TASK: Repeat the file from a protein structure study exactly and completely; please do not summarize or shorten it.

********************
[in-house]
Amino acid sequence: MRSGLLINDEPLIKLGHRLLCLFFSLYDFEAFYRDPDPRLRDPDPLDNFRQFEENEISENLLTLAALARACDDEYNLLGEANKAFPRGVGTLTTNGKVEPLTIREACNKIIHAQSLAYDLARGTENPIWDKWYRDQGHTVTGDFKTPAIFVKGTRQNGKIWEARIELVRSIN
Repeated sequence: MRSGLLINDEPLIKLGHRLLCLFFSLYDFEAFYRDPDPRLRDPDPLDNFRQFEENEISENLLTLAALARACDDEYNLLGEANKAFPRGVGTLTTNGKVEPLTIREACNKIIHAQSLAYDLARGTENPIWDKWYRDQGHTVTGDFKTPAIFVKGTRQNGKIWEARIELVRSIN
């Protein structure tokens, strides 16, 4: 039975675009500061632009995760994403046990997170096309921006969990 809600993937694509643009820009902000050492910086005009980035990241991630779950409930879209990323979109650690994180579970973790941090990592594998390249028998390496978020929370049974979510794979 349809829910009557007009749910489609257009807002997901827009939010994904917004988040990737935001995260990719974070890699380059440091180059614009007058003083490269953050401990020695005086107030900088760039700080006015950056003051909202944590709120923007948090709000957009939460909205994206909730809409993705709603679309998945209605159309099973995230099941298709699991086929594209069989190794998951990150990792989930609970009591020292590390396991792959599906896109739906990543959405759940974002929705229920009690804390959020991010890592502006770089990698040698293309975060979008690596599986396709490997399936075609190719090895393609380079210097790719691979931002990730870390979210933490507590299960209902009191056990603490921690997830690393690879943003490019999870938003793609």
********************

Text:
[in-house]
Amino acid sequence: MRSGLLINDEPLIKLGHRLLCLFFSLYDFEAFYRDPDPRLRDPDPLDNFRQFEENEISENLLTLAALARACDDEYNLLGEANKAFPRGVGTLTTNGKVEPLTIREACNKIIHAQSLAYDLARGTENPIWDKWYRDQGHTVTGDFKTPAIFVKGTRQNGKIWEARIELVRSIN
Repeated sequence: MRSGLLINDEPLIKLGHRLLCLFFSLYDFEAFYRDPDPRLRDPDPLDNFRQFEENEISENLLTLAALARACDDEYNLLGEANKAFPRGVGTLTTNGKVEPLTIREACNKIIHAQSLAYDLARGTENPIWDKWYRDQGHTVTGDFKTPAIFVKGTRQNGKIWEARIELVRSIN
């Protein structure tokens, strides 16, 4: 039975675009500061632009995760994403046990997170096309921006969990 809600993937694509643009820009902000050492910086005009980035990241991630779950409930879209990323979109650690994180579970973790941090990592594998390249028998390496978020929370049974979510794979 349809829910009557007009749910489609257009807002997901827009939010994904917004988040990737935001995260990719974070890699380059440091180059614009007058003083490269953050401990020695005086107030900088760039700080006015950056003051909202944590709120923007948090709000957009939460909205994206909730809409993705709603679309998945209605159309099973995230099941298709699991086929594209069989190794998951990150990792989930609970009591020292590390396991792959599906896109739906990543959405759940974002929705229920009690804390959020991010890592502006770089990698040698293309975060979008690596599986396709490997399936075609190719090895393609380079210097790719691979931002990730870390979210933490507590299960209902009191056990603490921690997830690393690879943003490019999870938003793609």